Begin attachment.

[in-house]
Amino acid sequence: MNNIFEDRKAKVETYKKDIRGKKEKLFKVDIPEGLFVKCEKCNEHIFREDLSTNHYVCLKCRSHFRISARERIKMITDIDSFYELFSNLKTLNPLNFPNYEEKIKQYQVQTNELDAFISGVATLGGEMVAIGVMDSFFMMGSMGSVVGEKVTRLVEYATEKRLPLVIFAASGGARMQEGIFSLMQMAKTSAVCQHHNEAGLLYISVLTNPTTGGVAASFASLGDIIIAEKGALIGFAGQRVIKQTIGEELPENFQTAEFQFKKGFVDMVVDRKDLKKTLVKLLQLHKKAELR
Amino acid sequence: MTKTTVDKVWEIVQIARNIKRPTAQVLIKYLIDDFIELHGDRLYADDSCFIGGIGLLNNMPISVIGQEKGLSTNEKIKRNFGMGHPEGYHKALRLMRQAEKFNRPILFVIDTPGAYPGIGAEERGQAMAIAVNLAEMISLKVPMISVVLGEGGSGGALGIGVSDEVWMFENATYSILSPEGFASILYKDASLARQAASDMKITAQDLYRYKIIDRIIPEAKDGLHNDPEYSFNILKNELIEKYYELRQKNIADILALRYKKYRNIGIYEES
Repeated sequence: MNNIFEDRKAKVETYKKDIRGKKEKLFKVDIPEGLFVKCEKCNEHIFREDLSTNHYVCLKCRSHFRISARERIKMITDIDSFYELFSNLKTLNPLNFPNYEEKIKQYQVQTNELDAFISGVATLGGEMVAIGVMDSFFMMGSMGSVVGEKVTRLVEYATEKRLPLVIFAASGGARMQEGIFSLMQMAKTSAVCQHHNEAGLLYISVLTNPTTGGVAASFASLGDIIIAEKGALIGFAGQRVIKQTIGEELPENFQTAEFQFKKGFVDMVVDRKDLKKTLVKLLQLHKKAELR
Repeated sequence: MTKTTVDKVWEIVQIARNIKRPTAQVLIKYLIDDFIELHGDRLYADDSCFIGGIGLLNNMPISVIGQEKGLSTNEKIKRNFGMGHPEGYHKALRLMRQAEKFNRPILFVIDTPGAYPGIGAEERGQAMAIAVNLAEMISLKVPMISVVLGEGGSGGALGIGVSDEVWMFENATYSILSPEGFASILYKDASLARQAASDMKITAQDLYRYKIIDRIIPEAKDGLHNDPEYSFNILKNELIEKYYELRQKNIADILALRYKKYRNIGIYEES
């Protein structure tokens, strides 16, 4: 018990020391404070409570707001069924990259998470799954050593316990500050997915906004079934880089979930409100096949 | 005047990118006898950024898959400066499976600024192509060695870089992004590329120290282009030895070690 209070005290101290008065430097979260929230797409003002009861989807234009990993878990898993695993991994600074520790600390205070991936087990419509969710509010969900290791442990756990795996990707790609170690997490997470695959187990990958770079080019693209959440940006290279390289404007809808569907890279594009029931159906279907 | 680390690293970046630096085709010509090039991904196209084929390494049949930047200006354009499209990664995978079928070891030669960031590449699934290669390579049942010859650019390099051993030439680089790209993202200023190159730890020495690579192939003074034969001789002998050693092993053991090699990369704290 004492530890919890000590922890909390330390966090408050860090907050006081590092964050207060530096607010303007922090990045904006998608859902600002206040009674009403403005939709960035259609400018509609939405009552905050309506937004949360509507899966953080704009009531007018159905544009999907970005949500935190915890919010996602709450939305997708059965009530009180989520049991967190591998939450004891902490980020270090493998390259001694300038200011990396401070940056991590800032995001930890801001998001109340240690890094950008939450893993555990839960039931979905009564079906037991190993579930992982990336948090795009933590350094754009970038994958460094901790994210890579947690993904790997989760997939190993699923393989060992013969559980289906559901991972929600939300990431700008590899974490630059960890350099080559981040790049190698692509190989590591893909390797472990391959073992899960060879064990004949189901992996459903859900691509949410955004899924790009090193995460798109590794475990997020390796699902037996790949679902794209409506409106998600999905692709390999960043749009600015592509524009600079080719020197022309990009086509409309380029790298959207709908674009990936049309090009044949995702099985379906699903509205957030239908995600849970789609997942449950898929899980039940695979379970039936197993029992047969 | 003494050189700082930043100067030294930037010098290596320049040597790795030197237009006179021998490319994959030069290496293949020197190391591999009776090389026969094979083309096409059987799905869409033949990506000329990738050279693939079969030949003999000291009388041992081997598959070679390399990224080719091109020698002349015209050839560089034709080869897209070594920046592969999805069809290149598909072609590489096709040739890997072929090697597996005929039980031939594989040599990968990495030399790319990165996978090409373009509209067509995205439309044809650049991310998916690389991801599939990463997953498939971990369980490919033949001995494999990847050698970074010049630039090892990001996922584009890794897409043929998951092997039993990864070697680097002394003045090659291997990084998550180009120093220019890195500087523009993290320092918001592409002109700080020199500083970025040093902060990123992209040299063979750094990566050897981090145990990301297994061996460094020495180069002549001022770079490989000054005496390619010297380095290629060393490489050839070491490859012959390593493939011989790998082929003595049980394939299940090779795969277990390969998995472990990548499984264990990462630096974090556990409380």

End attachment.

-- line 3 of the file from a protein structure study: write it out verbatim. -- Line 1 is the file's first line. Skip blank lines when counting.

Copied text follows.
Amino acid sequence: MTKTTVDKVWEIVQIARNIKRPTAQVLIKYLIDDFIELHGDRLYADDSCFIGGIGLLNNMPISVIGQEKGLSTNEKIKRNFGMGHPEGYHKALRLMRQAEKFNRPILFVIDTPGAYPGIGAEERGQAMAIAVNLAEMISLKVPMISVVLGEGGSGGALGIGVSDEVWMFENATYSILSPEGFASILYKDASLARQAASDMKITAQDLYRYKIIDRIIPEAKDGLHNDPEYSFNILKNELIEKYYELRQKNIADILALRYKKYRNIGIYEES